I Want Control
“Walk by the Spirit, and you will not gratify the desires of the flesh.” Galatians 5:16 (ESV)
My husband held open the door of our hotel room and cheerfully asked, “Ready?”
I stopped short. “You’re not wearing that sweatshirt again, are you?” I asked, wrinkling my nose. Then I learned that the sweatshirt was all he’d brought.
“You’ve worn it for two days!” I groaned, sniffing him as we stepped into the hallway.
We were headed to meet our daughter for lunch for the first time on her college campus. What if we met her friends? What if she introduced us to a professor? What if we snapped a photo? I wanted us to both look nice, and that sweatshirt was not what I had in mind.
I mentally clicked through our options. We had 20 minutes, and the drive to campus only took five. “OK, here’s what we’ll do,” I said, sliding into the passenger seat. “Pull into the store, and I’ll go buy you something to wear.”
“No,” he said.
“No?” I asked incredulously. “You look ridiculous! You cannot wear that!”
“Shannon, this sweatshirt is fine,” he said calmly, turning the key.
I did not agree.
In moments like this, my heart always calls to me with logic, clear and strong: “You’ve got to do something! Right now!” With one eye on the future and where this all might lead, I feel compelled to manage all the contingencies. I’m convinced it’s all up to me to take control and make things turn out right.
But I’m finding that life as a Control Girl is not only exhausting, it’s also counterproductive.
When I clamp down and grip tighter, I only create conflict and distance, not the peace, security and joy I envision. The more controlling I get, the more miserable we all become. This car ride was no exception.
I pleaded and criticized and nagged, but my husband was undeterred. He thought his sweatshirt looked fine. My inner Control Girl thought the world was going to end.
When I try to control what I cannot, I lose control of the one thing I can — myself. I become frantic, angry and obsessive, and I trigger the worst in others. This is particularly true in marriage. I want control, but he wants respect.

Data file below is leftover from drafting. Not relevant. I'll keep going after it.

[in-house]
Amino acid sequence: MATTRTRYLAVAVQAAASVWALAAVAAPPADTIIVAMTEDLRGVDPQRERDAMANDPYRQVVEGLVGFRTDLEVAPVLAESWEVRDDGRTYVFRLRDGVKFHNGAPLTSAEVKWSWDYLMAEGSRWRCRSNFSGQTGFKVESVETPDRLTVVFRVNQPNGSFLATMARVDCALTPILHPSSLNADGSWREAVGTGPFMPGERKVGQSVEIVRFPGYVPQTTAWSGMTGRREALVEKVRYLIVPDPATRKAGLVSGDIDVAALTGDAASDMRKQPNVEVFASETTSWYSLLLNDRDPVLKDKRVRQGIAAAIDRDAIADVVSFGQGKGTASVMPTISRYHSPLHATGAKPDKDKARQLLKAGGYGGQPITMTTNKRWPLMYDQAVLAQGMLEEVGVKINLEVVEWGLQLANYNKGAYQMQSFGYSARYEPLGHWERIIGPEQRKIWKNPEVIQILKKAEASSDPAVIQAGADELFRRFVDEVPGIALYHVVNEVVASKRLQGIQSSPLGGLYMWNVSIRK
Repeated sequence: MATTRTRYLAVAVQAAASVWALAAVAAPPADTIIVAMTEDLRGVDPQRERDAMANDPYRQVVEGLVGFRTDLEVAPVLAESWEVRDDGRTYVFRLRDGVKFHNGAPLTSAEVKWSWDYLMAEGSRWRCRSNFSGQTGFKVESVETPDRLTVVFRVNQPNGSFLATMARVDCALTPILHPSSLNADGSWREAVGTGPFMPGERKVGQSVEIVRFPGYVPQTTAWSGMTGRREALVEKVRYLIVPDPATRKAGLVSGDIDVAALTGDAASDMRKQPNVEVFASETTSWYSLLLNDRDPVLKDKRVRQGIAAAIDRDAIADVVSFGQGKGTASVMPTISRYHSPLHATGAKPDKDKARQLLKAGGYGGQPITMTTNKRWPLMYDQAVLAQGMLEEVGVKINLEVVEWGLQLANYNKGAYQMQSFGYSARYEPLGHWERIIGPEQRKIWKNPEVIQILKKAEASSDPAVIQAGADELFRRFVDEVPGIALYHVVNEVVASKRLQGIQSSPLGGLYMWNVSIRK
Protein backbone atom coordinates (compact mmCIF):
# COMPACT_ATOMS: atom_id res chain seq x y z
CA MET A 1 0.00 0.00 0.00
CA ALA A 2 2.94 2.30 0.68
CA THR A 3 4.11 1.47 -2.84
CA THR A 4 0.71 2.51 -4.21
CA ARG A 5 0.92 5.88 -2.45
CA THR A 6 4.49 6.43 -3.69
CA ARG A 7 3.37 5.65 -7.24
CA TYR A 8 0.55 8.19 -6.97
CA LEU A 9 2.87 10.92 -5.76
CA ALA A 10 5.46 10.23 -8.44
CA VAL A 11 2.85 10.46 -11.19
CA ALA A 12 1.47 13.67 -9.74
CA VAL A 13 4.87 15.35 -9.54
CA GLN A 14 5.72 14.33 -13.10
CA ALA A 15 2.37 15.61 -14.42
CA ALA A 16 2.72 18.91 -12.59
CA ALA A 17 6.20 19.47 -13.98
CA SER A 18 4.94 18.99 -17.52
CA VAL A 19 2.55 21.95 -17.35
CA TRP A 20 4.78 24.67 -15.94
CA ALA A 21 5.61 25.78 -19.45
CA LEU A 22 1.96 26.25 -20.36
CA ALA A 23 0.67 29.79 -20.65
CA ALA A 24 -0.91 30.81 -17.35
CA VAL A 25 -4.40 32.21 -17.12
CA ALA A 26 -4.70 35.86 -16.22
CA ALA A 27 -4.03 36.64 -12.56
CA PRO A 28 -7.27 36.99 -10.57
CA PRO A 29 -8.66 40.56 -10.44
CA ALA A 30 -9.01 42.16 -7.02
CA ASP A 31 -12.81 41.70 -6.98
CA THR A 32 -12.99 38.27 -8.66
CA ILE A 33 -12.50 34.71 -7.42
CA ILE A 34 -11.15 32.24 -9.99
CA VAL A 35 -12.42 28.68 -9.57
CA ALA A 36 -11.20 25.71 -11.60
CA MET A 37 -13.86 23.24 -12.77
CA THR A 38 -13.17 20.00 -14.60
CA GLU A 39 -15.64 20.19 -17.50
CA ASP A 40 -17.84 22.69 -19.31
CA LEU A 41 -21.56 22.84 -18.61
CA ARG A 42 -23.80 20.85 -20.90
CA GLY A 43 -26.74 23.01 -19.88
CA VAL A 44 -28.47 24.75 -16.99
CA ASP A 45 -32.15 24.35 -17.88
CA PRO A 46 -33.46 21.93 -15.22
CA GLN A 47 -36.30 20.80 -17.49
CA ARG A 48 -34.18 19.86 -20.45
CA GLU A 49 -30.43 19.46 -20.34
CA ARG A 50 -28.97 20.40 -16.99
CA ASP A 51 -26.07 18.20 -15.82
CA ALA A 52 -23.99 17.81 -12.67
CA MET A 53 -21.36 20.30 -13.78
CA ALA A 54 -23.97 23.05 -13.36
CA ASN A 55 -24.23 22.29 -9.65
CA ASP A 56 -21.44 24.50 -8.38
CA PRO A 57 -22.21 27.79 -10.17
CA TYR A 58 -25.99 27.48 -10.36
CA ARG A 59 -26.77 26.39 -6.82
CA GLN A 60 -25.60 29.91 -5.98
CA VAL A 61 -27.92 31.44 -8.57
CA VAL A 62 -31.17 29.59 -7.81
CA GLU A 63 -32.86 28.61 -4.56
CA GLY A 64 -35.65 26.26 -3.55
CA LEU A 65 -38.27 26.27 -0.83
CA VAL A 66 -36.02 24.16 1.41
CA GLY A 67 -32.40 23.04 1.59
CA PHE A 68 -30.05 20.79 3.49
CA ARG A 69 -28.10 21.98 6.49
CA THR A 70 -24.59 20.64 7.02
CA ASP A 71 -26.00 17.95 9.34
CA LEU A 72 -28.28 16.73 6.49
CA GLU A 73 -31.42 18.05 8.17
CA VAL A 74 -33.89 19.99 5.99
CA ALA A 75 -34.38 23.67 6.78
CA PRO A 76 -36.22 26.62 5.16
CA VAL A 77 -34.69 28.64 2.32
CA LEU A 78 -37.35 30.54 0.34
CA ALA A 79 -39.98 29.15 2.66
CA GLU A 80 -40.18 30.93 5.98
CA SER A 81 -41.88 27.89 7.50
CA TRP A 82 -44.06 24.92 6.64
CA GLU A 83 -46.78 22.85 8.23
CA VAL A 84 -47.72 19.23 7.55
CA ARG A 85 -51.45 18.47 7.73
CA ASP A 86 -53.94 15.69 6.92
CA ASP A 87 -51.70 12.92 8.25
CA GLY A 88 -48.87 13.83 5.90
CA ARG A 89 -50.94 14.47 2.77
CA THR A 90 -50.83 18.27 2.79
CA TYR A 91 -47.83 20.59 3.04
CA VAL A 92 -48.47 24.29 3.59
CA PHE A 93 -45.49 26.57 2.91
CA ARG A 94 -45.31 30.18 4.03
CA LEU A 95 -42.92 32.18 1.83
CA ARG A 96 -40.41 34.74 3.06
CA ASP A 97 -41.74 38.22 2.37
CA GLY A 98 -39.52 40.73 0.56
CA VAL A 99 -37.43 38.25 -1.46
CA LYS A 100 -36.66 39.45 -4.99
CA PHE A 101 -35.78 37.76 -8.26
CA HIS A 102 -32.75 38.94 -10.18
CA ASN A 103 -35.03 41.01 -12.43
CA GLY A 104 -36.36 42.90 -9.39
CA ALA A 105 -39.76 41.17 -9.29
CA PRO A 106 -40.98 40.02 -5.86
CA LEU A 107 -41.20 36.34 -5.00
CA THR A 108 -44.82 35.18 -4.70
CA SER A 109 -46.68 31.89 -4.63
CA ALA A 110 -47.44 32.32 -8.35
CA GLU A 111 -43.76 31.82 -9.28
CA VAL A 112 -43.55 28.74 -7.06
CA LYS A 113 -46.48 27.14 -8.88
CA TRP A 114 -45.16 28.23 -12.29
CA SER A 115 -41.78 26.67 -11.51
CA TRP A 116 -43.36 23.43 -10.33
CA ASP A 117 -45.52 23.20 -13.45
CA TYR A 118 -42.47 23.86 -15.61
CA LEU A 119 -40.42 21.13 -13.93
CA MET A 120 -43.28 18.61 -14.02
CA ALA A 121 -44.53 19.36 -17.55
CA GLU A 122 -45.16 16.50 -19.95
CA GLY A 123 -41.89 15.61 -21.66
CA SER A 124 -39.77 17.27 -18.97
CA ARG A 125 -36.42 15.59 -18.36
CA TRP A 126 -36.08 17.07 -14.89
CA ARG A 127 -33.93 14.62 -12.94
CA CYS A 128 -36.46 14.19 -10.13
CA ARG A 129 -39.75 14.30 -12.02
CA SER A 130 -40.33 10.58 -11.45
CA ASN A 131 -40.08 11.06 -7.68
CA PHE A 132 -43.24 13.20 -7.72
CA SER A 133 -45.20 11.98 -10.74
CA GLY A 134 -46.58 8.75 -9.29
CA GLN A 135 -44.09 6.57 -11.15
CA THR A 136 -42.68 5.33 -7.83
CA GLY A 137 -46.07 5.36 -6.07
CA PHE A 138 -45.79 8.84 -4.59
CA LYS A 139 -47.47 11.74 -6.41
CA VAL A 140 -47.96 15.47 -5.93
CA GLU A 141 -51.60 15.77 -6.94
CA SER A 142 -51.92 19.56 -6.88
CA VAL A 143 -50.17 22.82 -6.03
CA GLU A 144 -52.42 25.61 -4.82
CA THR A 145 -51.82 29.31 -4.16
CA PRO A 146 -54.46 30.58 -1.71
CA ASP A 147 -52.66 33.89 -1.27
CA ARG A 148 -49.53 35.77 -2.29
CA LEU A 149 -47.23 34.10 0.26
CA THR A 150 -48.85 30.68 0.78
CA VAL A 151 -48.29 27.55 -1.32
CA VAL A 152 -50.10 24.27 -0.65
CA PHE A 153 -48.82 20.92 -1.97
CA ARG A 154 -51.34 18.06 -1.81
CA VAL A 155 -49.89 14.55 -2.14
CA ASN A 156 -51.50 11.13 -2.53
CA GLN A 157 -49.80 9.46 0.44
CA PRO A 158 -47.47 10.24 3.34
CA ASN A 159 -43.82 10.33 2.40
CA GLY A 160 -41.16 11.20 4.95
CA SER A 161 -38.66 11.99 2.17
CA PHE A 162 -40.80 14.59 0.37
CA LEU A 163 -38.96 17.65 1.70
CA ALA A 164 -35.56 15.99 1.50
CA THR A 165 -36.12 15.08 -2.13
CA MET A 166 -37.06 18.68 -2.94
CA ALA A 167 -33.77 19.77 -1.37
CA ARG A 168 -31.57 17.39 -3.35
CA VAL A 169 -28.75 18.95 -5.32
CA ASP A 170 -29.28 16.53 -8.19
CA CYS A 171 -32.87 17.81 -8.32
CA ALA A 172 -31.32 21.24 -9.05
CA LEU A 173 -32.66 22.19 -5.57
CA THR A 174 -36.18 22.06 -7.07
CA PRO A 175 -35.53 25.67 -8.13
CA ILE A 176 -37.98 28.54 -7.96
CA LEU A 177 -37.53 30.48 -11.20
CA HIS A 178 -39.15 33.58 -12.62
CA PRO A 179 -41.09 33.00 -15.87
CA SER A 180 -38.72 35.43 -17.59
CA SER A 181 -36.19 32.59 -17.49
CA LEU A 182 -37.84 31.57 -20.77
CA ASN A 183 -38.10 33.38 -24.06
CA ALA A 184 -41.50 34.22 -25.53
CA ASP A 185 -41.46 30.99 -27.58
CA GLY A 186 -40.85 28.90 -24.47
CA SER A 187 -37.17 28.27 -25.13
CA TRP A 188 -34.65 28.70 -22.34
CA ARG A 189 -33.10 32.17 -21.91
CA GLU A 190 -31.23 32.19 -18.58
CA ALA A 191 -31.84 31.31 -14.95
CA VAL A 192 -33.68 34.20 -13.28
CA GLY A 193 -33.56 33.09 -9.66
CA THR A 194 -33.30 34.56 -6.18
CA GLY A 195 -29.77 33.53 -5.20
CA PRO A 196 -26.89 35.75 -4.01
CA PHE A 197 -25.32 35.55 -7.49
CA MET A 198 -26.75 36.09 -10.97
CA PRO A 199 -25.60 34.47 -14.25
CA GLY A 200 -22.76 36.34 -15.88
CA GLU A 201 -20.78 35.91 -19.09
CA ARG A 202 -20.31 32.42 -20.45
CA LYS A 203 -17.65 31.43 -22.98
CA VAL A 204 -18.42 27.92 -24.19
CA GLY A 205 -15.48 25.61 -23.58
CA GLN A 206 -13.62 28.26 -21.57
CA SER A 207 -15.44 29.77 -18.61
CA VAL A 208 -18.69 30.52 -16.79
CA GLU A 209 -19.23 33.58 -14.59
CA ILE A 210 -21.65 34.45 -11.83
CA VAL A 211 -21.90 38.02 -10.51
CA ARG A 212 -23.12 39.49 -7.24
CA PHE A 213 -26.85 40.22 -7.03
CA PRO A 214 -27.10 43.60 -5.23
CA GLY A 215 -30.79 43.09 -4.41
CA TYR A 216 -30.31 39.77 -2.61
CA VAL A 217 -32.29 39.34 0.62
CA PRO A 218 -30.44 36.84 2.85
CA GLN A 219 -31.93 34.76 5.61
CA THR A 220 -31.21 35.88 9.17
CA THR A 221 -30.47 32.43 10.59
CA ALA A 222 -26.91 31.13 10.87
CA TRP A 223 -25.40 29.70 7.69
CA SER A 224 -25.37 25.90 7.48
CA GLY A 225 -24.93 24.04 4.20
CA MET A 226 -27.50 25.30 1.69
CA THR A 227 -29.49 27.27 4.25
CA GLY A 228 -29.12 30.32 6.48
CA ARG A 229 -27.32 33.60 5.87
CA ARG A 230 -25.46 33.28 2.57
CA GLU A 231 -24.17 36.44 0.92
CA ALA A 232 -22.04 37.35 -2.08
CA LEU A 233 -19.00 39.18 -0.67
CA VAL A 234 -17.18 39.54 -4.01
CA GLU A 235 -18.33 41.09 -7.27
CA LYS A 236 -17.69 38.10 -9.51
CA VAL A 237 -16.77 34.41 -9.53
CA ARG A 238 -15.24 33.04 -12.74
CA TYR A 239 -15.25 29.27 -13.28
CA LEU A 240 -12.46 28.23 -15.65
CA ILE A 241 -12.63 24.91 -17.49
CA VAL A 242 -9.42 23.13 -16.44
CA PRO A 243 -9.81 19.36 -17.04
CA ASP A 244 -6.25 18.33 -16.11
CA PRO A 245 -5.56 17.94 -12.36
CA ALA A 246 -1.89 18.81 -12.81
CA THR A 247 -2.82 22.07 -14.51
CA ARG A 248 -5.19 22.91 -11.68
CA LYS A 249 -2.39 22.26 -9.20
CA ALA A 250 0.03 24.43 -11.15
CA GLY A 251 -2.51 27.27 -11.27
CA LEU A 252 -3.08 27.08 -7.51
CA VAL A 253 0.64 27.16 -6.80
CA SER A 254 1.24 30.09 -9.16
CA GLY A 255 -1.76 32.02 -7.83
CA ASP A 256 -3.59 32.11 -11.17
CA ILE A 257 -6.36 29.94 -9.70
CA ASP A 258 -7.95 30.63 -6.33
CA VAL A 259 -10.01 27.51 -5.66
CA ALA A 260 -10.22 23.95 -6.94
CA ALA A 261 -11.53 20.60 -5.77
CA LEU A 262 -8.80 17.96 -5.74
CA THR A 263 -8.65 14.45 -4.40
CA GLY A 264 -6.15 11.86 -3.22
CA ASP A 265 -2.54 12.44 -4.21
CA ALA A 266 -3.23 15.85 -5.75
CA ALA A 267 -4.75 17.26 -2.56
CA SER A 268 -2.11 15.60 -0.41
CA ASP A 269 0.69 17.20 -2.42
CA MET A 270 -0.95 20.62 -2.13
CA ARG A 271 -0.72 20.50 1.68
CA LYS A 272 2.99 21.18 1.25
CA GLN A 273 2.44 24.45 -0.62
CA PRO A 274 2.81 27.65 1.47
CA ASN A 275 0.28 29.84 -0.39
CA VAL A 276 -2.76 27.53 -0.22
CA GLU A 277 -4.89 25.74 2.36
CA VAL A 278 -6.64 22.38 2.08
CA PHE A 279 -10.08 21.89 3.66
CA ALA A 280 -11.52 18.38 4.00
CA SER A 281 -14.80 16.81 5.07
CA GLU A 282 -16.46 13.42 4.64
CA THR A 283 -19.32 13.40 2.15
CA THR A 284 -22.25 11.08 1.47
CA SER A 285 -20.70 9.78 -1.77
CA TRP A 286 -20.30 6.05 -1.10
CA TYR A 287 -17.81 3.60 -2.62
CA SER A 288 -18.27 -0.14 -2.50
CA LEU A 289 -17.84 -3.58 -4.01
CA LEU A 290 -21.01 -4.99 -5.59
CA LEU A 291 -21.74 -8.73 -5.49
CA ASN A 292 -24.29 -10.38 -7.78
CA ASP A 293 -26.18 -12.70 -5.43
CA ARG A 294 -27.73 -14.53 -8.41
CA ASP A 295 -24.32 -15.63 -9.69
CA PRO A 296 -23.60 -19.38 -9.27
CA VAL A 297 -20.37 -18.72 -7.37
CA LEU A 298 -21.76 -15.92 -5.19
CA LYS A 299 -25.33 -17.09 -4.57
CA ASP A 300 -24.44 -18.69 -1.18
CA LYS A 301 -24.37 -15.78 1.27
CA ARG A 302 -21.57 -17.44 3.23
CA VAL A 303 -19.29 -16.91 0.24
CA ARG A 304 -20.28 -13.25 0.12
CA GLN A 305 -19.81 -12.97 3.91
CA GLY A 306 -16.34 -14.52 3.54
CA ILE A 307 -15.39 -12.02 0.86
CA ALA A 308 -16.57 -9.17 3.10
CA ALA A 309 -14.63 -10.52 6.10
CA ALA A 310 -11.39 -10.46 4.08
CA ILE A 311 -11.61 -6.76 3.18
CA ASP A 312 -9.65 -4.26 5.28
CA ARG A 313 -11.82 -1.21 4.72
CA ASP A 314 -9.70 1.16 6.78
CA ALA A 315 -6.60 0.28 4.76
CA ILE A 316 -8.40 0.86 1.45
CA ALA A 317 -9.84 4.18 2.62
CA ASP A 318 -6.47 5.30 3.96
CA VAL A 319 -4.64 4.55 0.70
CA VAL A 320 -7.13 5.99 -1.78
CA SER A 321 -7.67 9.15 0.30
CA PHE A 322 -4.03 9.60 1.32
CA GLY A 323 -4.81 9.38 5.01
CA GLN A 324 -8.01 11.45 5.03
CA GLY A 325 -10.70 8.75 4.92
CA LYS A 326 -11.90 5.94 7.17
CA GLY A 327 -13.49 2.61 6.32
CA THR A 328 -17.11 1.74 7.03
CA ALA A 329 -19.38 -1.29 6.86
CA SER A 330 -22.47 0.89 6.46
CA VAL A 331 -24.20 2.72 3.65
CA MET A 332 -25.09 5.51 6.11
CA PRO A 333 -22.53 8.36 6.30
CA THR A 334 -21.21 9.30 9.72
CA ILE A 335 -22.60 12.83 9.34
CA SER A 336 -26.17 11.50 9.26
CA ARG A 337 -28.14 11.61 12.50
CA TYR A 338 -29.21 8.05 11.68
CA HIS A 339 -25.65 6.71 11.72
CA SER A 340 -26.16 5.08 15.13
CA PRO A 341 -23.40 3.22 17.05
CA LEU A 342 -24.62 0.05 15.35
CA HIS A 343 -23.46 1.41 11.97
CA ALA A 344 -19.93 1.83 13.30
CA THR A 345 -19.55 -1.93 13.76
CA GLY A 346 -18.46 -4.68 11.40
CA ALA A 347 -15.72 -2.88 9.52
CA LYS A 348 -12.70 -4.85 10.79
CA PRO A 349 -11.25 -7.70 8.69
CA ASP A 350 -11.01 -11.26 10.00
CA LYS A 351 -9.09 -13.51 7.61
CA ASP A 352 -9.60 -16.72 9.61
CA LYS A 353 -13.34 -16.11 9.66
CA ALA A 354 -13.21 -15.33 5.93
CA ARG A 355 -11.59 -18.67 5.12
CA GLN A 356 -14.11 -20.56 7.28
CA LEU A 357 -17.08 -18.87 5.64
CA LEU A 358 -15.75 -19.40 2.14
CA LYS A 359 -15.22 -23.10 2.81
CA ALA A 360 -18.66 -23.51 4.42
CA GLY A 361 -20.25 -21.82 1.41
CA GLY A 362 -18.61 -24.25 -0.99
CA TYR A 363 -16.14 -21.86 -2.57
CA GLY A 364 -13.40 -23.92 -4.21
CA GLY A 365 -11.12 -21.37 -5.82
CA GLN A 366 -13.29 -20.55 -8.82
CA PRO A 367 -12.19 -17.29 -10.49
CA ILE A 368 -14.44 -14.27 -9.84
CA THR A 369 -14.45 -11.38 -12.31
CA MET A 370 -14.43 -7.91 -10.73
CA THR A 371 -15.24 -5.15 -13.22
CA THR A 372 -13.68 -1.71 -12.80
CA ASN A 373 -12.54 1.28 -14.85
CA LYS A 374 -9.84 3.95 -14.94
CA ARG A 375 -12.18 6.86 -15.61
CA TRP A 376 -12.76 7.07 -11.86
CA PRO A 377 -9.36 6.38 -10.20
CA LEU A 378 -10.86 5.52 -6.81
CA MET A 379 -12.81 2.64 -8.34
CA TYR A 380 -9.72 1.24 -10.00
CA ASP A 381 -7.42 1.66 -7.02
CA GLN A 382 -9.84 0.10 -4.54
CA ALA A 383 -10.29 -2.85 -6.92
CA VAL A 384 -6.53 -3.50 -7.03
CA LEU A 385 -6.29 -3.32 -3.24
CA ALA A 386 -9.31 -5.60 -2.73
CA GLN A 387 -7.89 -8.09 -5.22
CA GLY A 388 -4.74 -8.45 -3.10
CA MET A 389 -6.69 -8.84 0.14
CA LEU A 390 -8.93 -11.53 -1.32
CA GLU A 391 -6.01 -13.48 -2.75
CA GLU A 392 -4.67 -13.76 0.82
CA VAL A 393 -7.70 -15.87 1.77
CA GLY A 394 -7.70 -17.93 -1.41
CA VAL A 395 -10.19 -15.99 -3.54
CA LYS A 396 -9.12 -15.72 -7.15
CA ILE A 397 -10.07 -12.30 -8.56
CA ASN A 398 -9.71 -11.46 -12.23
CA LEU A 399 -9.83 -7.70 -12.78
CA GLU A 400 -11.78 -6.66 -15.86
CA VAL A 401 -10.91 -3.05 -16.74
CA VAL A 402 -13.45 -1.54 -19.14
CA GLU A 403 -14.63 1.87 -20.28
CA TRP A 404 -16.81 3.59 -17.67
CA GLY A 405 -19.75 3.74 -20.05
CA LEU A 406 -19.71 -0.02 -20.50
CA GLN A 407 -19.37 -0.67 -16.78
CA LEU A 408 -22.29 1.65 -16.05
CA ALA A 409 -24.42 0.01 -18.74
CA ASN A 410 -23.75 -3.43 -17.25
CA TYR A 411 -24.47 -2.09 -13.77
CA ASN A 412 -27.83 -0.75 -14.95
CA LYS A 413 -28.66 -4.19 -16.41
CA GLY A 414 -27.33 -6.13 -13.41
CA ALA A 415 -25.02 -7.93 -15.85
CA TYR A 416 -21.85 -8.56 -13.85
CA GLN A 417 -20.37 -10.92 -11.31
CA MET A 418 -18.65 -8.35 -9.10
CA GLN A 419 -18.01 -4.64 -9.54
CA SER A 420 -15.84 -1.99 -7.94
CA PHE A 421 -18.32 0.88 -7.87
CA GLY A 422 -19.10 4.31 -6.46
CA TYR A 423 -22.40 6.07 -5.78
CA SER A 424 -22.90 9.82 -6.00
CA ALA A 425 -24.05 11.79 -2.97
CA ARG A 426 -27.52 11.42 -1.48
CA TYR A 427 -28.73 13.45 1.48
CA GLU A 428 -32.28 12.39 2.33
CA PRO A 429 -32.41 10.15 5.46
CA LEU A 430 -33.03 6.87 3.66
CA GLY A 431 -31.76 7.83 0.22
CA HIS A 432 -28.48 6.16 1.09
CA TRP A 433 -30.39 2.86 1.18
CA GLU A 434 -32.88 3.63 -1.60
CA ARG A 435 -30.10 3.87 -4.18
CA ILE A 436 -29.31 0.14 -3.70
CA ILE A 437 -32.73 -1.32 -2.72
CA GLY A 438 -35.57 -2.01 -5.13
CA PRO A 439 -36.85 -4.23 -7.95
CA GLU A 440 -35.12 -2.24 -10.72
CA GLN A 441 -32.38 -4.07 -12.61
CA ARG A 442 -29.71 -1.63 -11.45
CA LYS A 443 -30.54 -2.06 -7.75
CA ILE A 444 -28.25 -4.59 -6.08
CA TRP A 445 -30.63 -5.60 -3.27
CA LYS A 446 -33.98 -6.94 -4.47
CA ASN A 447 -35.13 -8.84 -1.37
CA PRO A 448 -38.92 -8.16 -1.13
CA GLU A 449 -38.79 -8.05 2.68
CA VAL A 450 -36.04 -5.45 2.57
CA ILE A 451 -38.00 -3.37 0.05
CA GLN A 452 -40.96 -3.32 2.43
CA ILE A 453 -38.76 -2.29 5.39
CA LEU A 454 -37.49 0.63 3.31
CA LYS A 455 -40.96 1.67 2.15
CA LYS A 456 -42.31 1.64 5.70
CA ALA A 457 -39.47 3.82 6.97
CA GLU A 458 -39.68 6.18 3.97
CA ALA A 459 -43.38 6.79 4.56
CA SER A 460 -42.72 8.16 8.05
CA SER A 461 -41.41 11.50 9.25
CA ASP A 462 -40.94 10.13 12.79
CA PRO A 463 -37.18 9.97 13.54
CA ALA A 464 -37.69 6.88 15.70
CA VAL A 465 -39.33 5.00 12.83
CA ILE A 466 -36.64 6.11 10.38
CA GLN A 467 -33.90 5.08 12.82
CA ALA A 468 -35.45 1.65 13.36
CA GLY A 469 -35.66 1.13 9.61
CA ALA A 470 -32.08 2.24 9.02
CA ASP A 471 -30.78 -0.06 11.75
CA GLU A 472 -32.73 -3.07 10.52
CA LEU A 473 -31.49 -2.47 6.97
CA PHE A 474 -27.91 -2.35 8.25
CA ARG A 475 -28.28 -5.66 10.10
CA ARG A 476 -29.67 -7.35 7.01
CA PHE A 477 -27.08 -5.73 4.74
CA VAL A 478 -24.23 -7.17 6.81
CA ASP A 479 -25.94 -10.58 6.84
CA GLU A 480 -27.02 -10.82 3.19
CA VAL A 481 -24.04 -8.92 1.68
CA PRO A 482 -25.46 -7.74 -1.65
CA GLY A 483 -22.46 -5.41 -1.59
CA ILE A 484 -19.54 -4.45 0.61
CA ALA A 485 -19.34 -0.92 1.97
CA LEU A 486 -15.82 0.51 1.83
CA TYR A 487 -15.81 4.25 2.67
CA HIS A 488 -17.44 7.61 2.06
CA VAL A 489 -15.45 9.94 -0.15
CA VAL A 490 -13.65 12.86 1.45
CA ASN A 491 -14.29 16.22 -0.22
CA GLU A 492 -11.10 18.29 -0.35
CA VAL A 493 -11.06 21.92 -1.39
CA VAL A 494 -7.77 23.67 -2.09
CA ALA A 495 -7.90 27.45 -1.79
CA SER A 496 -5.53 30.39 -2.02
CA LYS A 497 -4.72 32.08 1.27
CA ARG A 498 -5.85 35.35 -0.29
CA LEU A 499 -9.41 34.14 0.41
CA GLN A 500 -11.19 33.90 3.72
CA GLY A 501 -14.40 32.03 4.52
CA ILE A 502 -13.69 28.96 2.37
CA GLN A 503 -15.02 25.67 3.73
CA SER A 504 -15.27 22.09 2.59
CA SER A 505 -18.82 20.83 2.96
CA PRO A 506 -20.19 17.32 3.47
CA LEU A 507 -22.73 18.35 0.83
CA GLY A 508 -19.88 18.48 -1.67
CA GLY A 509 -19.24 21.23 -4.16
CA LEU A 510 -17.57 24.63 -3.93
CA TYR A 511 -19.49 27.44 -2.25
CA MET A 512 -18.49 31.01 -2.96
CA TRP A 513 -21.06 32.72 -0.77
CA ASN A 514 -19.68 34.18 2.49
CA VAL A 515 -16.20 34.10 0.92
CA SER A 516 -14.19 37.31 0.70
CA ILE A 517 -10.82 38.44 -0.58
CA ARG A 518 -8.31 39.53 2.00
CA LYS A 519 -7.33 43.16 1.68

My husband perceives my efforts to control him as disrespect. He knows I wouldn’t nag, criticize or challenge other people I respect. I wouldn’t roll my eyes if they wore a sweatshirt.
I agree wholeheartedly with Ephesians 5:33, which says, “Let the wife see that she respects her husband” (ESV). I just don’t always see my controlling behavior as disrespectful. But my husband does. And God does, too. He invites me to walk in a new direction.
Galatians 5:16 says, “Walk by the Spirit, and you will not gratify the desires of the flesh.” Oh how I wanted to gratify my flesh that day! I wanted to keep bringing up the sweatshirt, nagging my husband and rolling my eyes. But thankfully, even more, I wanted to walk by the Spirit — which meant respecting my husband’s choice instead of trying to control him.
Surrendering control to God is not the same as doing nothing. When you “do nothing,” you might count to 10 or scroll through Instagram, but these distractions won’t transform you. Surrendering to God will.
Surrender is some of the most uphill, heart-rate-spiking, grueling work of my entire Christian life. It involves gathering up all my hopes, dreams, fears and objections and spilling them out before God, saying, “You’re in control. Which means I don’t have to be.”
Each time I do this — whether over a sweatshirt or something with far higher stakes — I take one more step with the Spirit. Each time I say no to me and yes to God, He uses my surrender to transform me.
I’ve seen how my Control Girl behavior can destroy an afternoon. I know the erosive effect it has on my relationships and on me. But on that sunny day over lunch with my daughter, her friends and my sweatshirt-clad husband, I experienced the peace, security and joy that comes only from placing control where it belongs — in God’s hands.
Surrendering to God might not change my situation, but it will — one sweatshirt at a time — change me.
Nothing that happens is beyond God’s control. Ultimately, whatever comes into our life is either sent by our Father or permitted by Him, and that which does not enter is withheld according to His will. But believers sometimes get so caught up in the moment that they forget about the Lord’s omnipotence. Then when life is challenging or uncomfortable, the temptation is to react against whatever seems to be causing them trouble. Fired? Blame the boss. Single? Blame the opposite sex.